After 12 years, Apple’s directory is the definitive directory of podcasts. You don’t have to be in iTunes to be a podcast, but most podcasts are in iTunes. Other directories exist, but iTunes is the big fish. Google’s trying to build one, sort of, with Google Play Music—but Apple has a decade head start. Even third-party podcasting apps tend to use Apple’s directory data, either as their entire directory or as a verification tool for their own homebuilt podcast databases.
Apple looms large in the world of podcasting, but in all this time, it hasn’t really changed its basic approach from what it was in 2005: A simple, open directory of podcast submissions with a set of curated pages to help people find new podcasts to listen to.
When Eddy Cue says Apple is “working on new features for podcasts,” he might not be indicating a change from Apple at all. He could simply mean that there are some new features coming to the Podcasts app that will make it better. But I suspect that Apple’s planning on some larger moves, given the increased popularity of podcasting and the leverage Apple has built up over a decade.
So, shifting into pure speculation mode, here are some things that Cue could be talking about when he promises new features for podcasts:
What Apple won’t do: Provide a lot of user data
This is, I suspect, what every podcasting startup wants. Unlike the web, where user behavior can be closely measured and quantified, podcasting is a bit of a mystery. In general, we know that you downloaded a file—and that’s it. To know more, you need to be inside of the apps that people use to listen to podcasts.
Apple’s Podcasts app might be the most popular single piece of podcast-listening software out there today; if Apple were to measure how its users listen to podcasts and then shared that data with the publishers of podcasts, it could be revolutionary to our understanding of how podcasts work. Podcasters (and podcast advertisers) could know how many downloads lead to plays, how deep most listeners get into any given episode, and whether people listen to or skip the ads. It would be a flood of data, and most modern digital publishers say they love data.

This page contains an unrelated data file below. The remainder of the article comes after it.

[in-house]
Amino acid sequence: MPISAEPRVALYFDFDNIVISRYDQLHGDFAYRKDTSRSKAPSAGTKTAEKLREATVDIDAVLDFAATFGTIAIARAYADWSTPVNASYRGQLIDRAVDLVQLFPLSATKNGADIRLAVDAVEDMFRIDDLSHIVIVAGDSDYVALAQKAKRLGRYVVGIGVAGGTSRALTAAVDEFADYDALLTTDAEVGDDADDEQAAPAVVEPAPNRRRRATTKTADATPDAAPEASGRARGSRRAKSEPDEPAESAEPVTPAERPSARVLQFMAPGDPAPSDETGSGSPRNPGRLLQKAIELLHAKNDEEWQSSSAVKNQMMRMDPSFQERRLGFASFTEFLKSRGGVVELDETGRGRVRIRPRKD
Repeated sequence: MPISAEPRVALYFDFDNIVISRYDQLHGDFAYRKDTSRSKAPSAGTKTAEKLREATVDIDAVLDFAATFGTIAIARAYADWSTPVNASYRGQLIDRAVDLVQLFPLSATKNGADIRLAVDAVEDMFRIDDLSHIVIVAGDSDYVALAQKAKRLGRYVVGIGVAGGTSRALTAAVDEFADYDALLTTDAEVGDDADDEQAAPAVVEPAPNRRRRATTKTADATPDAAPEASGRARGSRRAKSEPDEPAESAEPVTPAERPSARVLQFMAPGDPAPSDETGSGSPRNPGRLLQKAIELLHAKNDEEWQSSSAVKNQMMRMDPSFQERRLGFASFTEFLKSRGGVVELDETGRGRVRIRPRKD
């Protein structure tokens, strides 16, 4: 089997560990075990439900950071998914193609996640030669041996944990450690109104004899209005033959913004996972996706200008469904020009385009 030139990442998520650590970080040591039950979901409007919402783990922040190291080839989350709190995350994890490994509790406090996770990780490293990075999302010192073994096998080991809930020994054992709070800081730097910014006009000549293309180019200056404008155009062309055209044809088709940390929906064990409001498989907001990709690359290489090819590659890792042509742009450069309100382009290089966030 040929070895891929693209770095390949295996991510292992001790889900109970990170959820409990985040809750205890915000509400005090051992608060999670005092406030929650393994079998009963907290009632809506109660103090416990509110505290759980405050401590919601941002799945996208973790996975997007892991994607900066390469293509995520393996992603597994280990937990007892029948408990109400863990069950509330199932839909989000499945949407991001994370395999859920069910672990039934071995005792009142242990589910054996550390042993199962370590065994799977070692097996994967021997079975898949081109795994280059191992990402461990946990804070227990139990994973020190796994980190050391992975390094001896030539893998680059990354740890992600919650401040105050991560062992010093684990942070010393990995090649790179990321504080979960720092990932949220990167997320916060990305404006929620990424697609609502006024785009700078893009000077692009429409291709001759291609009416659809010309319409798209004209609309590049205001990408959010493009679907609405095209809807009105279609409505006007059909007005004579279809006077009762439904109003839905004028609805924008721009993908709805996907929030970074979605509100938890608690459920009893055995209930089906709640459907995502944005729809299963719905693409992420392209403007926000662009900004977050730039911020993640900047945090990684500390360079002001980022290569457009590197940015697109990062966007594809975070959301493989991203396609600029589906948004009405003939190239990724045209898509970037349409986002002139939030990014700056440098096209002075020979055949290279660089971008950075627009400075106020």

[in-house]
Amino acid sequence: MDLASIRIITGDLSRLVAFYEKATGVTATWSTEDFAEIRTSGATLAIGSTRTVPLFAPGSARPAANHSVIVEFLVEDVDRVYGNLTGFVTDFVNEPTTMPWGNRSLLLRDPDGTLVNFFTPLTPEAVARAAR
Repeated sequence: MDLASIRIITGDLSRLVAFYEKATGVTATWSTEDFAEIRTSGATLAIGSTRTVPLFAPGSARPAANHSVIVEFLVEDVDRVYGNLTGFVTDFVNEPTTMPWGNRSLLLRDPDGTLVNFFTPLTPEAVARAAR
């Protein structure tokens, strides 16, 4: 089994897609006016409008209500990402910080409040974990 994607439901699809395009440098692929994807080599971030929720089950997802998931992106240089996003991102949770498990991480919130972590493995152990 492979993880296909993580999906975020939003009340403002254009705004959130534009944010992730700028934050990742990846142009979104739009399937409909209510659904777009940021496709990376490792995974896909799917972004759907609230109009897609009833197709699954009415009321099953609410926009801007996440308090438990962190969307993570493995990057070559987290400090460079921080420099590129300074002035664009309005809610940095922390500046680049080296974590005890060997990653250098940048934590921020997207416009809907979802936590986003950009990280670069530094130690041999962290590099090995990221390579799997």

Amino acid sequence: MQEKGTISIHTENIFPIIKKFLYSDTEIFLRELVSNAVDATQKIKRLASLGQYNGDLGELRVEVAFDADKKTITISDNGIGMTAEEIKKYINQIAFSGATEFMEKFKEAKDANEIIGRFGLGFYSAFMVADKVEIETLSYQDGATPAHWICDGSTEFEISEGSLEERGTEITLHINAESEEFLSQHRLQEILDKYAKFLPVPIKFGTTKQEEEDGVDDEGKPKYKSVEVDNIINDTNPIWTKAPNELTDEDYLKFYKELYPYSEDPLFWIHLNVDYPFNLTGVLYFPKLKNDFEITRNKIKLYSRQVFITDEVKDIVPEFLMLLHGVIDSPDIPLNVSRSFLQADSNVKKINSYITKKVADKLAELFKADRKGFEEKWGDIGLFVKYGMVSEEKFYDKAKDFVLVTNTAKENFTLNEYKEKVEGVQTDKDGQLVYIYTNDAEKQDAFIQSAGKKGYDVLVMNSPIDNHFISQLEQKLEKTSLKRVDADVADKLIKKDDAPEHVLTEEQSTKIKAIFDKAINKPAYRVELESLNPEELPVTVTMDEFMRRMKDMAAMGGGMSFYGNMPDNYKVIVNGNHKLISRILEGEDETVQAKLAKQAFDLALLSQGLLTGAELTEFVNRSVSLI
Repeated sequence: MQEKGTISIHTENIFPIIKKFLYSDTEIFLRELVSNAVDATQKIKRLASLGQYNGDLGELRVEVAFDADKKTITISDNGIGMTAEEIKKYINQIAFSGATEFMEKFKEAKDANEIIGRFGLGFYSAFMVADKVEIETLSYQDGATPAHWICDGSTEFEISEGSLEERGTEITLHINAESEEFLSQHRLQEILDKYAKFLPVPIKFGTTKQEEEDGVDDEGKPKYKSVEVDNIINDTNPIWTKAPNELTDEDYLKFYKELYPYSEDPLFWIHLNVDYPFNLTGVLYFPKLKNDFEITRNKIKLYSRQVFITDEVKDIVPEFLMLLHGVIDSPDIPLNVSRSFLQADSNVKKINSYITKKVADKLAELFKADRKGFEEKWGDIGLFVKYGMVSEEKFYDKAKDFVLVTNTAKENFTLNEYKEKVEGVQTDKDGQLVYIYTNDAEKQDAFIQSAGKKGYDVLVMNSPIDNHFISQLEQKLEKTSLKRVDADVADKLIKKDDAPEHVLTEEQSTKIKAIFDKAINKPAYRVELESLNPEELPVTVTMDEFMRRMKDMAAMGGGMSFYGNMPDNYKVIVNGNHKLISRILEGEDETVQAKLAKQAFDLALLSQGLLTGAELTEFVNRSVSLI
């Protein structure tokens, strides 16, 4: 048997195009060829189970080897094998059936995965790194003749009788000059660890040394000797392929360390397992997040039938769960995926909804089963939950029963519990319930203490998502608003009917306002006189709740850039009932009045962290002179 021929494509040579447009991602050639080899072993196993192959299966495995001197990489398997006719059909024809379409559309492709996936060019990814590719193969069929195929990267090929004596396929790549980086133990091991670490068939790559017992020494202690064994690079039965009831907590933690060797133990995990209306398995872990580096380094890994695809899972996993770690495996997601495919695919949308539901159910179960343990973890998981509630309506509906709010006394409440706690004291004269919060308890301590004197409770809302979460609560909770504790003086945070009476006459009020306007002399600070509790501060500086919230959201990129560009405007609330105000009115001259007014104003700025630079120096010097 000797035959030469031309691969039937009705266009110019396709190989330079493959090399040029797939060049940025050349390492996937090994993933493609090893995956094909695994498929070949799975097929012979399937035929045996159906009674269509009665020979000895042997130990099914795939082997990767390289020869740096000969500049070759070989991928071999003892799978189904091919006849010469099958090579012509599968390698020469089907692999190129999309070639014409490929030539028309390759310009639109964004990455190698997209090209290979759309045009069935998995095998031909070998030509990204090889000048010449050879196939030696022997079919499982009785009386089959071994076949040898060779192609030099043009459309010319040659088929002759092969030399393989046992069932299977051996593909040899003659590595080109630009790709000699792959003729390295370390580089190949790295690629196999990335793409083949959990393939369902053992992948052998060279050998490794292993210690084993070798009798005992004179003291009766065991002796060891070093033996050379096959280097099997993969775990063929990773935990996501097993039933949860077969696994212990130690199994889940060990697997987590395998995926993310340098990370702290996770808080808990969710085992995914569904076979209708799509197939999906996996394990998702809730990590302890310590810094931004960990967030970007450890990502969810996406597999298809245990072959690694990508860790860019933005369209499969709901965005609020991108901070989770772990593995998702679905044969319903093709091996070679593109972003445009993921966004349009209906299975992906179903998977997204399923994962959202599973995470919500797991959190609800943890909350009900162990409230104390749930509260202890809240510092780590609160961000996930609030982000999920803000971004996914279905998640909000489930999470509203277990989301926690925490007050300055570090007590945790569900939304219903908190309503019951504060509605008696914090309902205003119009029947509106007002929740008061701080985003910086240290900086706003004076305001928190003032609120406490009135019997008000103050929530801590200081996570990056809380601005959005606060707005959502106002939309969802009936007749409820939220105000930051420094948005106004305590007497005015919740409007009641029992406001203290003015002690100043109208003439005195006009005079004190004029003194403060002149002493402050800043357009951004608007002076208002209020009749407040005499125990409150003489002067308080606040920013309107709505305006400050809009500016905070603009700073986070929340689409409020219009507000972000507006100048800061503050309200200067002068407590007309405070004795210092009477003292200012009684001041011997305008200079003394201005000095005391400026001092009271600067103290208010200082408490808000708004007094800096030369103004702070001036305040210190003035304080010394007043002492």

Consider me skeptical. While I’m frustrated by the lack of detail and consistency about podcast listenership—I’ve got a podcast that regularly hits 30,000 downloads by one measurement and 20,000 by a different one—I’ve see what the flood of user data has done to the world of web publishing. Most web data is used to justify reducing ad rates and increasing the invasiveness of advertising.
Besides, if an advertiser is happy with the result it receives on a podcast that claims 20,000 listeners, doesn’t that mean the advertiser is paying the right price? If it turned out that same podcast only had 10,000 listeners for a regular episode, it wouldn’t change the result. In fact, you could argue it shows that podcasts are that much more effective at connecting with an audience. But someone else might use that data to argue for a 50 percent rate cut for the podcast instead. More data doesn’t generally improve the quality or price of advertising.